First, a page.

In this episode of Life, the Universe & Everything Else, Gem Newman discusses atheist activism and the skeptical community’s problems with equality with Greta Christina. Also on this episode, a new instalment of Where’s My Jetpack? This week Old Man Newman asks, “Where’s my lab-grown meat?”
In the second part of Life, the Universe & Everything Else‘s two-part series examining organic farming and genetically engineered foods, Mark Forkheim, Leslie Saunders, Gem Newman, and Laura Creek Newman discuss the science of genetic engineering and some of the very real problems with Monsanto.
In the first part of Life, the Universe & Everything Else‘s two-part series examining organic farming and genetically engineered foods, Mark Forkheim, Leslie Saunders, Gem Newman, and Laura Creek Newman discuss the science, politics, and ideology of organic agriculture.
Here, Mark Lynas (who has rapidly become my favourite environmentalist) takes aim at a junk science paper out of Australia claiming that a diet consisting of only “genetically modified” grain vastly increases the risk of severe stomach inflammation in pigs. Really, it shows nothing of the kind.
15% of non-GM fed pigs had heart abnormalities, while only 6% of GM-fed pigs did so. Similarly, twice as many non-GM pigs as GM ones had liver problems. Why no headlines here? “Pigs fed non-GMO feed 100% more likely to develop heart and liver problems, study finds” – I can just see it in the Daily Mail. But of course negative results were not what Carman et al were looking for.
Table 3 actually shows that many more pigs fed non-GMO feed had stomach inflammations than those with GMO feed. So 31 non-GM pigs had “mild” inflammation, while only 23 GM pigs had it. For “moderate” inflammation, a GMO diet again seemed to be beneficial: 29 non-GM pigs had moderate inflammation of the stomach, while 18 had it. So that’s 40% vs 25%. Do Carman et al perform a test for statistical significance to see if GMO feed has a protective effect on pigs stomachs? Of course not – that’s not the result they are after. These findings are ignored.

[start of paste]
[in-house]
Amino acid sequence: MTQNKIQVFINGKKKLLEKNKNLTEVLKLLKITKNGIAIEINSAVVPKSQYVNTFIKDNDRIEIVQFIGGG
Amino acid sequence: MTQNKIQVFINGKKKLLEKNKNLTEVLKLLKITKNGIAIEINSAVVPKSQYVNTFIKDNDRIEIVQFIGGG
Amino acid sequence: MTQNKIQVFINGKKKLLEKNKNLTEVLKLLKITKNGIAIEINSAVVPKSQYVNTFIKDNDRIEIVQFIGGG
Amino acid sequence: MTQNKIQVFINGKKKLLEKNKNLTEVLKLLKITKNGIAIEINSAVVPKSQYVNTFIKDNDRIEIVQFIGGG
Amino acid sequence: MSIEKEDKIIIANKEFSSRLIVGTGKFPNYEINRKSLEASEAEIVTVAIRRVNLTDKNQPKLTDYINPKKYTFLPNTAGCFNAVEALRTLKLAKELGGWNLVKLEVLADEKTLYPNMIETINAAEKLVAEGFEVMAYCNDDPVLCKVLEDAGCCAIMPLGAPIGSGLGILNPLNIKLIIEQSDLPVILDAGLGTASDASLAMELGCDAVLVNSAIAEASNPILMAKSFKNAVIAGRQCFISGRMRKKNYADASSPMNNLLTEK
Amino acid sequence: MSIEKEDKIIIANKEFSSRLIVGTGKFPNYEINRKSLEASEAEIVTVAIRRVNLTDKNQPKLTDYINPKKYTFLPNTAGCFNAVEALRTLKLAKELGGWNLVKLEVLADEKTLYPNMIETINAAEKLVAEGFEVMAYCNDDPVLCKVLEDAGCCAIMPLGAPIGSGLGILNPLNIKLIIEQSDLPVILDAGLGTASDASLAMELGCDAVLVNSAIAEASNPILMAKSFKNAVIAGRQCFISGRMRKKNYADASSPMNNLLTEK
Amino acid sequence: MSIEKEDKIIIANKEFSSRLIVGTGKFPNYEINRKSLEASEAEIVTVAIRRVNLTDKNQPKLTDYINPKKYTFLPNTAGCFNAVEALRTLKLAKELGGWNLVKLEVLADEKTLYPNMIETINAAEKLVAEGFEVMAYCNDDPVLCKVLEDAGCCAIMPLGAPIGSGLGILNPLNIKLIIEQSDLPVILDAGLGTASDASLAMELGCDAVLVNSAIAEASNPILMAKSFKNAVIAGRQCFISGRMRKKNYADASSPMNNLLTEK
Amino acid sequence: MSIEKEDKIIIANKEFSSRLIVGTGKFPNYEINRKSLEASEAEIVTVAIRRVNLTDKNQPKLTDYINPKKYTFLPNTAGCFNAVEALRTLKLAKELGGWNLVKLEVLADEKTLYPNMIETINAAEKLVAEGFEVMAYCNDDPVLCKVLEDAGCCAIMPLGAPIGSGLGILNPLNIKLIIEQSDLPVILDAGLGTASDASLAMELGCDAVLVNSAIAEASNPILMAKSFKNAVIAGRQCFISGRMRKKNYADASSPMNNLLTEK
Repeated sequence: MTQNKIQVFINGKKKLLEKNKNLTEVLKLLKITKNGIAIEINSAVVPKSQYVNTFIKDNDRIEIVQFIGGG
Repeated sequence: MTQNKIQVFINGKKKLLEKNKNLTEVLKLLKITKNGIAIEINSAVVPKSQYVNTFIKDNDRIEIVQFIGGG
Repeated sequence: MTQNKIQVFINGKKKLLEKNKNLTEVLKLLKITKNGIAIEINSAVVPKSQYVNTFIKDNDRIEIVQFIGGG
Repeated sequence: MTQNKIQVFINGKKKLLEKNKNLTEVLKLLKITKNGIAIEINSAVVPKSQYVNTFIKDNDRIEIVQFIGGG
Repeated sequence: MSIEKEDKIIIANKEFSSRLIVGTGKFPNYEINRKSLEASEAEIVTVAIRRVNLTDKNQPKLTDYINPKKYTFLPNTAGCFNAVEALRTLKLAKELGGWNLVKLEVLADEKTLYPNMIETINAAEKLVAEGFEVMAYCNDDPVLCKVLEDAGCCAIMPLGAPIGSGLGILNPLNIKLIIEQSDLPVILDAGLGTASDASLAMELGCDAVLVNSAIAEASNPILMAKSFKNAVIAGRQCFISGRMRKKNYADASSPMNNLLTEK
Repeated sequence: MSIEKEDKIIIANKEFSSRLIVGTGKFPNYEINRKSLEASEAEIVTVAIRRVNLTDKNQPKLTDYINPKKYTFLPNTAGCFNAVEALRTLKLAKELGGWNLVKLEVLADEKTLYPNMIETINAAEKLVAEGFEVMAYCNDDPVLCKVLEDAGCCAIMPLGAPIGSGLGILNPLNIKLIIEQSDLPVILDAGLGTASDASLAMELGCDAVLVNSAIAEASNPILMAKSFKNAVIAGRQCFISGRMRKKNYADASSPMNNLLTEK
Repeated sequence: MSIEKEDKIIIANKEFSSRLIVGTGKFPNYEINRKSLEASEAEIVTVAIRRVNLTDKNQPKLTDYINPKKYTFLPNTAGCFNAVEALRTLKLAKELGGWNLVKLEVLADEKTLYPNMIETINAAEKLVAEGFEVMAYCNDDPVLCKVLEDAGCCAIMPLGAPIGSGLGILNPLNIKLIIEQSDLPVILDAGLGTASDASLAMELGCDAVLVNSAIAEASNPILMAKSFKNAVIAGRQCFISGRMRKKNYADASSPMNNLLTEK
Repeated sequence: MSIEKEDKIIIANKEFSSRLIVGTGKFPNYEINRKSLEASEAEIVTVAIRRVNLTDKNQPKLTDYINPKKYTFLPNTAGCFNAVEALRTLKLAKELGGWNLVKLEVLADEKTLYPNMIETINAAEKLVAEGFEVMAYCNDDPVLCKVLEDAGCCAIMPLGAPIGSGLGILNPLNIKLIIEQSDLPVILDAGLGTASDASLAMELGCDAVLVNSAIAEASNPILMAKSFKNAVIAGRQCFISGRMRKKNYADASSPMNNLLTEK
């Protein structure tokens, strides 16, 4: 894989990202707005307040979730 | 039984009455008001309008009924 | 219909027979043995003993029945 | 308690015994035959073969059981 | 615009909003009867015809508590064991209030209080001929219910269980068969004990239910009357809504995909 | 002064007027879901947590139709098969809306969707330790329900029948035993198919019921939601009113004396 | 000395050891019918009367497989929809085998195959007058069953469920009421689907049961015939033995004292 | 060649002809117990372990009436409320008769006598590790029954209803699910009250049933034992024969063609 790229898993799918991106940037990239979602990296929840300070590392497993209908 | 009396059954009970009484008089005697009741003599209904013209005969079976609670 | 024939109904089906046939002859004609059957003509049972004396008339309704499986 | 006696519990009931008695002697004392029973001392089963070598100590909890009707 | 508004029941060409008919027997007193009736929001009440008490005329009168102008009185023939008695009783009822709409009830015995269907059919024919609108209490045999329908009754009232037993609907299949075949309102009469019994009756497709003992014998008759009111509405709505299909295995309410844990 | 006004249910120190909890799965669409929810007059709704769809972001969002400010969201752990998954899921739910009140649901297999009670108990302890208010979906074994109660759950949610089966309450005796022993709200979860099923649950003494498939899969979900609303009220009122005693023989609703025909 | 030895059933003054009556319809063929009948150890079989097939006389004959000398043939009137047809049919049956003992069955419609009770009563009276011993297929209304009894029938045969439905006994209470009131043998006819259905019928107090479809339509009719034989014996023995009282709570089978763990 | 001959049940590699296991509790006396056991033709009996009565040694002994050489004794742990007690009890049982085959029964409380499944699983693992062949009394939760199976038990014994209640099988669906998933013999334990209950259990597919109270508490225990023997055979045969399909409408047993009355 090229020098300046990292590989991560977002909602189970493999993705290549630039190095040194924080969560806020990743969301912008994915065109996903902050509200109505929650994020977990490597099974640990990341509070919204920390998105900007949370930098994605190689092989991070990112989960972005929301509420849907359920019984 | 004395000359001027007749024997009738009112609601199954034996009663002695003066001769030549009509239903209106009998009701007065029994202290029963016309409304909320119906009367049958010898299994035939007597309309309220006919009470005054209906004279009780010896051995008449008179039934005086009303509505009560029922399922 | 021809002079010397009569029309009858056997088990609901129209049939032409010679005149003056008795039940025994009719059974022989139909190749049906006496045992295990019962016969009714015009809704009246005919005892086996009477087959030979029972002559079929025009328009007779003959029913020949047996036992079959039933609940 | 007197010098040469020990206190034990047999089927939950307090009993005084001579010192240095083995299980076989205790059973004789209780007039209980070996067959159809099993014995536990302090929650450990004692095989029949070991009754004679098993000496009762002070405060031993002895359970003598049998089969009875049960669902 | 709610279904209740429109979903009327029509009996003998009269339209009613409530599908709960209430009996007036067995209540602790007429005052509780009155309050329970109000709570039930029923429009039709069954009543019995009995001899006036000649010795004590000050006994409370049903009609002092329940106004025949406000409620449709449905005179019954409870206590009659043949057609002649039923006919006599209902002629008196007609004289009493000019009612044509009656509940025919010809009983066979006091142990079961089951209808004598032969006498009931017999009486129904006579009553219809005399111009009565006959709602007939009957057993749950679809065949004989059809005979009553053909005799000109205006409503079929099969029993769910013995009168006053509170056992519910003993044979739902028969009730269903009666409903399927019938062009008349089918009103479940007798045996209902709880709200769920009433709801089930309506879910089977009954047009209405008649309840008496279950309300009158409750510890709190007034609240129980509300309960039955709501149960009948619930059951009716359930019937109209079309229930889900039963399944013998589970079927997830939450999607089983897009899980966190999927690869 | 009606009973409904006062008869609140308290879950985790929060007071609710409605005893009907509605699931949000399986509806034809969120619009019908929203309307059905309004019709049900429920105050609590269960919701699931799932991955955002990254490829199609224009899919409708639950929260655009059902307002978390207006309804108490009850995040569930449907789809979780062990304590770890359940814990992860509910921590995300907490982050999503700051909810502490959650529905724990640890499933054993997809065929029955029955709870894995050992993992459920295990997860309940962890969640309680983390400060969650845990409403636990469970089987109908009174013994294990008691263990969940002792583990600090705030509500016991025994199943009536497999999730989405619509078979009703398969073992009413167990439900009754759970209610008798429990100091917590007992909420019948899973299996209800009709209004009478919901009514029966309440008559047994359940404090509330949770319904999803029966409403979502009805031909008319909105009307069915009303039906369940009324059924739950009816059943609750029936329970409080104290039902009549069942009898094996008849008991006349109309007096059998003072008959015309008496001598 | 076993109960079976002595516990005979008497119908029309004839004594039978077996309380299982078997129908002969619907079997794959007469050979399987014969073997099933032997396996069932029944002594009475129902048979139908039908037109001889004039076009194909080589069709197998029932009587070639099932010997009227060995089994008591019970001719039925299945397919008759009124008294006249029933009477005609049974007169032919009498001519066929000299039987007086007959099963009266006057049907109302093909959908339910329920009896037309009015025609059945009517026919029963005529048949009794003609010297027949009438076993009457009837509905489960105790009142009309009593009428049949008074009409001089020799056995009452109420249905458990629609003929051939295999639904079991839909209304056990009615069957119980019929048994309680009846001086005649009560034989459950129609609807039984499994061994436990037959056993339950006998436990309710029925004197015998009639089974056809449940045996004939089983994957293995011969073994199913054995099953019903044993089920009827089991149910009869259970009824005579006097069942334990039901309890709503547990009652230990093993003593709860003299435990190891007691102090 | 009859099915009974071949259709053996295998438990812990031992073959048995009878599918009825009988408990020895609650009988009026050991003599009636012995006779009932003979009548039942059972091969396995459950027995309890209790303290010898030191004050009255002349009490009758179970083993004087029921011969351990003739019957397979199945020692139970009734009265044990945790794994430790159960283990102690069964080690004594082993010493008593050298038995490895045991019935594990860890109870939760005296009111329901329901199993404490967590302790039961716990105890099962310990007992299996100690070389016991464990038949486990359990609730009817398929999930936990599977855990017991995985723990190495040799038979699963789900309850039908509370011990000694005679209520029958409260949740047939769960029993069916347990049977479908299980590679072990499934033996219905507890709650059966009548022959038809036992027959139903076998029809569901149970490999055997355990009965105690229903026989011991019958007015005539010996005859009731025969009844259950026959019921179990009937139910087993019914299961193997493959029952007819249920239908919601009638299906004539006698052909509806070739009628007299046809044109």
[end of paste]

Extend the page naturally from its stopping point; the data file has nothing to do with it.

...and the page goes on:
Instead, it is the next line of data that they play up: for “severe” inflammation 9 non-GM pigs were determined to have it, while 23 GM-fed pigs had it. Shock, horror. You can immediately see how the data is all over the place from the previous results, which also rule out any causal mechanism with GMO feed – if GMO feed is causing the severe inflammation, why is the non-GMO feed causing far more mild to moderate inflammation? It’s clearly just chance, and all the pigs are not doing well and suffering stomach problems: about 60% of both sets had stomach erosion.
Correction: Greg mentioned that the Year Without a Summer (1816) was precipitated by the eruption of Krakatoa; this “volcanic winter” is actually attributed to a succession of volcanic events culminating in the eruption of Mount Tambora, which began in 1815.
Bad Science Watch is an independent non-profit activist organization dedicated to improving the lives of Canadians by countering bad science. The group is driven by a vision of a safer, healthier, and more prosperous Canada where critical thinking and sound science are paramount in the making of important societal decisions.
December saw the completion a project investigating anti-WiFi activism in Canada. The project committee (which I chaired) presented its findings to BSW, and the full report is now available on Bad Science Watch’s project page.
I’ll quote here from the conclusion of the paper:
We have been unable to identify any high quality reproducible evidence that any symptom of idiopathic environmental intolerance attributed to electromagnetic fields (IEI-EMF) is caused by exposure to nonionizing electromagnetic radiation. Systematic reviews of both provocation studies and purported treatments for IEI-EMF support the conclusion that EMF is not the cause of the syndrome.
Despite the claims made by the authors of one review paper and the aforementioned anti-WiFi groups, Bad Science Watch was unable to locate any compelling evidence of legitimate scientific debate about WiFi induced illness, or the safety of low-level EMF exposure in general. While fringe groups continue to present flawed arguments and promote poorly designed experiments, the preponderance of research on the matter robustly dispels the connection between WiFi and IEI-EMF. For those tasked with making decisions about the inclusion of WiFi technology in their organization, school, or home, we can find no reason to ignore the advice of health organizations worldwide. The benefits of WiFi are numerous and varied, and there is no compelling evidence that any health effects arise as a result of this technology.